Characteristics predicting clinical improvement and cure following laparoscopic adrenalectomy for primary aldosteronism in a large cohort

Patrick J. Worth, Nicholas R. Kunio, Issac Siegfried, Brett C. Sheppard, Erin W. Gilbert

Research output: Contribution to journalArticlepeer-review

18 Scopus citations


Background Surgical resection is the standard of care for unilateral adrenal adenomas and hyperplasia resulting in primary aldosteronism (PA). Resolution of PA following surgery is variable and some patients continue to require some or all of their antihypertensives. Prior studies have investigated factors contributing to "cure" of PA (defined as no hypertension [HTN] medications required postoperatively). These models are a tool in patient selection, yet fail to consider the benefit of some reduction in medications, resolution of hypokalemia, or reduction in blood pressure which may improve long-term cardiovascular and renal outcomes. We sought to investigate factors contributing to postoperative improvement or complete resolution following surgery. Methods This is a retrospective review of prospectively collected data on 58 adrenalectomies performed for PA from December 1999 to April 2013 at a single center. Patient demographics, PA characteristics, labs, and imaging studies were evaluated, as well as operative characteristics. Mean systolic and diastolic blood pressures were calculated over several visits after discharge, and postoperative antihypertensive regimen was recorded. Patients were stratified by cured vs not cured and then again by improved vs not improved based on differences in pre- and postoperative values. Aldosteronoma Resolution Score was also calculated for each patient. Results Median age was 52.6 years, with 44.8% women and an average duration of HTN of 13.5 years. Average body mass index (BMI) was 31.5 kg/m2; 74% of the lesions were adenomas. Patients with complications had higher BMIs than those without (36.9 vs 28.7 kg/m2, P =.02). In comparing improved (n = 42, 72%) vs not improved (n = 16, 28%) patients, preoperative systolic blood pressure (147.5 vs 159.7 mm Hg, P =.047) and serum creatinine (.94 vs 1.32 mg/dL, P =.016) were higher in the not improved group. Cured (n = 13) vs not cured (n = 45) patients differed in terms of BMI (27.4 vs 32.7, P =.009), duration of HTN (9.1 vs 14.9 years, P =.020), and number of preoperative antihypertensives (2.1 vs 3.7, P =.002). Aldosteronoma Resolution Score was significantly higher in cured patients (3.2 vs 1.0, P <.01). Conclusions A significant number of patients who are not cured by adrenalectomy for PA will still benefit from surgery. Obesity, duration of HTN, and number of medications may predict cure, yet fail to detect a population of patients with overall improvement. Attention to serum creatinine may help in distinguishing this population of patients.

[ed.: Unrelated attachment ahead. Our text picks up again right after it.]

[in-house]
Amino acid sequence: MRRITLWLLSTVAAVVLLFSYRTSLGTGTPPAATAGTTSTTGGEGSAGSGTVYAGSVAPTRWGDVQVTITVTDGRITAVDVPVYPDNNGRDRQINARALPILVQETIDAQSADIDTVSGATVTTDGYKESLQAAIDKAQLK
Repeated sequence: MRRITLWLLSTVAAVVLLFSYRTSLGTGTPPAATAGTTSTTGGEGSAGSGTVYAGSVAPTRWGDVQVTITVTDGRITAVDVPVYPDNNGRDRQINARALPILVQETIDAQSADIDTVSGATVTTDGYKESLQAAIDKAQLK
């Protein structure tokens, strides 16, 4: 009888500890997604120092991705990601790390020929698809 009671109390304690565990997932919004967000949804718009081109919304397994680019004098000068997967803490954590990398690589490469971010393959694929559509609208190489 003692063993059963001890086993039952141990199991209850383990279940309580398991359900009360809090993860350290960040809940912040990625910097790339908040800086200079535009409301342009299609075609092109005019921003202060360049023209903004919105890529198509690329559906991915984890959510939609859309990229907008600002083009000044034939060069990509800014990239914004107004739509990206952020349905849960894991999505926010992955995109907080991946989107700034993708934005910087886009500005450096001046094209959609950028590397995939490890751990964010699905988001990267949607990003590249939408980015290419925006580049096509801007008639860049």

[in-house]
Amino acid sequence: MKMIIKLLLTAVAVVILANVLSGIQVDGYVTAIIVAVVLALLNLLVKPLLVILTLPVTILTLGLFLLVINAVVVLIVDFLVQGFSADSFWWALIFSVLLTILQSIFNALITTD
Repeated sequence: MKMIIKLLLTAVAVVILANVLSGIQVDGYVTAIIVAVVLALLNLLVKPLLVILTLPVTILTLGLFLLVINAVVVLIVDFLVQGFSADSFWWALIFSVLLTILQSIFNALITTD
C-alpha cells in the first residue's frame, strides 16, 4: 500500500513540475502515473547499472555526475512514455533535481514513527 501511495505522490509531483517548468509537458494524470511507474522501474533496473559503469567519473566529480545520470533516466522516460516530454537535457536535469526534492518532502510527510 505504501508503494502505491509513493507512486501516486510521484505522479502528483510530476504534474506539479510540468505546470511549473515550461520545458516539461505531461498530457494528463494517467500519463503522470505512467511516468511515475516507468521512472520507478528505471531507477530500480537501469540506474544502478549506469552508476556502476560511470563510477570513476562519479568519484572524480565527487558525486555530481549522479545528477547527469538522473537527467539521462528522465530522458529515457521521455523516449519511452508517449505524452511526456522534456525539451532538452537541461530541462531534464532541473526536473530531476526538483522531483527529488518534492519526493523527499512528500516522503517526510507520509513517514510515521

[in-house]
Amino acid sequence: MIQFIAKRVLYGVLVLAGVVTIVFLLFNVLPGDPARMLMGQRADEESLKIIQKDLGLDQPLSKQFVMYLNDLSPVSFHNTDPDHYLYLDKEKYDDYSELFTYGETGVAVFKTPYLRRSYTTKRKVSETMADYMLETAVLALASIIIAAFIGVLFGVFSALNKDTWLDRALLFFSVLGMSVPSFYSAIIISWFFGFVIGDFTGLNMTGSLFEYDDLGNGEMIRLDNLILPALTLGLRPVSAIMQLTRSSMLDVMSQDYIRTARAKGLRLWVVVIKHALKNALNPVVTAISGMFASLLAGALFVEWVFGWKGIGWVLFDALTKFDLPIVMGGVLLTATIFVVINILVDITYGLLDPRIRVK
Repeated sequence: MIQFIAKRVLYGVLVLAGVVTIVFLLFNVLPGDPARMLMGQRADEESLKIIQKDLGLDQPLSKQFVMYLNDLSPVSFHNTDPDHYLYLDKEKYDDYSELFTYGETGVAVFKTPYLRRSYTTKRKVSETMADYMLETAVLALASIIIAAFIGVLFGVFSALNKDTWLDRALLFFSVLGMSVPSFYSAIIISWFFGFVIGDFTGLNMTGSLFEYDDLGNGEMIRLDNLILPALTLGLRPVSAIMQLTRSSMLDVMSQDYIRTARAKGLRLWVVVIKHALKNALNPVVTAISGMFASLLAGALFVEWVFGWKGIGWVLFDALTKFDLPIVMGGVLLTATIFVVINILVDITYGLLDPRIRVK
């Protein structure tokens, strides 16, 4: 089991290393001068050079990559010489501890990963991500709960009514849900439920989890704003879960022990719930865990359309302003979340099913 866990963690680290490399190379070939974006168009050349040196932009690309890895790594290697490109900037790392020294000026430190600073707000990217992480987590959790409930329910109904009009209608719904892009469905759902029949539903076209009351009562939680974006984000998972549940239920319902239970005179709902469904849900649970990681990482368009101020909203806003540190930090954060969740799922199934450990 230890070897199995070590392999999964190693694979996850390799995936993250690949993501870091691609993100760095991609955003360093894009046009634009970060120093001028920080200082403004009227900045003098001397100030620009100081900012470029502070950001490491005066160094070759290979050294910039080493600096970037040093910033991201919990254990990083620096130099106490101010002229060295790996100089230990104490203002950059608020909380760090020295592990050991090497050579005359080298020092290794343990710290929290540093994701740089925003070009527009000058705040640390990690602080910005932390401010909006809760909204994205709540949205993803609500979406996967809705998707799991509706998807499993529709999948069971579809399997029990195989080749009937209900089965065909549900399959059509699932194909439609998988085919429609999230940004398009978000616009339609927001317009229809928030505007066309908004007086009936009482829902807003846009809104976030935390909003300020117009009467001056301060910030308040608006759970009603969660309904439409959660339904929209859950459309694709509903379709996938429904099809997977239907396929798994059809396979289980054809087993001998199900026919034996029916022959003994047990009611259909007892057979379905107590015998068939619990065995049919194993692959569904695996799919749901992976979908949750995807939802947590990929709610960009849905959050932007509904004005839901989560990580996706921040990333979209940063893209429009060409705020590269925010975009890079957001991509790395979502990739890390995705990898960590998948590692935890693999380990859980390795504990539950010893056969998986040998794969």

Original languageEnglish (US)
Pages (from-to)702-709
Number of pages8
JournalAmerican journal of surgery
Issue number4
StatePublished - Oct 1 2015


  • Laparoscopic adrenalectomy
  • Primary aldosteronism
  • Surgical outcomes

ASJC Scopus subject areas

  • Surgery


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